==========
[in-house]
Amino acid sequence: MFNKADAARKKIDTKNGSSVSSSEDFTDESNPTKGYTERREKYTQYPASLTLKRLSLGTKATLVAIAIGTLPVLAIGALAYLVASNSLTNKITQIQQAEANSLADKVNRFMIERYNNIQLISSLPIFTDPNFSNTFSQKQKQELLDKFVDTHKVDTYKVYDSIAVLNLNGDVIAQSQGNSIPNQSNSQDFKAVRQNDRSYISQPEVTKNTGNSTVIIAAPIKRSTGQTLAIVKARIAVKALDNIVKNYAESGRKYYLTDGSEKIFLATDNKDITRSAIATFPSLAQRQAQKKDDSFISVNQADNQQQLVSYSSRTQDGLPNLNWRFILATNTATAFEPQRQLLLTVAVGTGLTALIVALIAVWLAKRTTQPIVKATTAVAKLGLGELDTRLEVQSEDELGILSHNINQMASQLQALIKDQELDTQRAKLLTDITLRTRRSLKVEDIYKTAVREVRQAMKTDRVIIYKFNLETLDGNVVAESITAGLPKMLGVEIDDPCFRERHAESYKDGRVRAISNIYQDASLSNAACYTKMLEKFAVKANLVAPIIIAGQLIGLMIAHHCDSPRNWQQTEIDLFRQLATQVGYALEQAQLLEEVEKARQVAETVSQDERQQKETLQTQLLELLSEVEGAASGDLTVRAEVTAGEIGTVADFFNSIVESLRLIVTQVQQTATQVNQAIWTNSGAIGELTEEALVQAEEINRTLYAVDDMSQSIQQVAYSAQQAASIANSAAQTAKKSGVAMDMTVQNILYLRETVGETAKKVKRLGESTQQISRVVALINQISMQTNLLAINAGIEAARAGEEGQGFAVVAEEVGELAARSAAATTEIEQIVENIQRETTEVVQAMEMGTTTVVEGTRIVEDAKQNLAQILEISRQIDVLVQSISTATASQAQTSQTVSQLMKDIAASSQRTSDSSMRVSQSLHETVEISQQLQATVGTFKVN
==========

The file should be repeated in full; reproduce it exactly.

[in-house]
Amino acid sequence: MFNKADAARKKIDTKNGSSVSSSEDFTDESNPTKGYTERREKYTQYPASLTLKRLSLGTKATLVAIAIGTLPVLAIGALAYLVASNSLTNKITQIQQAEANSLADKVNRFMIERYNNIQLISSLPIFTDPNFSNTFSQKQKQELLDKFVDTHKVDTYKVYDSIAVLNLNGDVIAQSQGNSIPNQSNSQDFKAVRQNDRSYISQPEVTKNTGNSTVIIAAPIKRSTGQTLAIVKARIAVKALDNIVKNYAESGRKYYLTDGSEKIFLATDNKDITRSAIATFPSLAQRQAQKKDDSFISVNQADNQQQLVSYSSRTQDGLPNLNWRFILATNTATAFEPQRQLLLTVAVGTGLTALIVALIAVWLAKRTTQPIVKATTAVAKLGLGELDTRLEVQSEDELGILSHNINQMASQLQALIKDQELDTQRAKLLTDITLRTRRSLKVEDIYKTAVREVRQAMKTDRVIIYKFNLETLDGNVVAESITAGLPKMLGVEIDDPCFRERHAESYKDGRVRAISNIYQDASLSNAACYTKMLEKFAVKANLVAPIIIAGQLIGLMIAHHCDSPRNWQQTEIDLFRQLATQVGYALEQAQLLEEVEKARQVAETVSQDERQQKETLQTQLLELLSEVEGAASGDLTVRAEVTAGEIGTVADFFNSIVESLRLIVTQVQQTATQVNQAIWTNSGAIGELTEEALVQAEEINRTLYAVDDMSQSIQQVAYSAQQAASIANSAAQTAKKSGVAMDMTVQNILYLRETVGETAKKVKRLGESTQQISRVVALINQISMQTNLLAINAGIEAARAGEEGQGFAVVAEEVGELAARSAAATTEIEQIVENIQRETTEVVQAMEMGTTTVVEGTRIVEDAKQNLAQILEISRQIDVLVQSISTATASQAQTSQTVSQLMKDIAASSQRTSDSSMRVSQSLHETVEISQQLQATVGTFKVN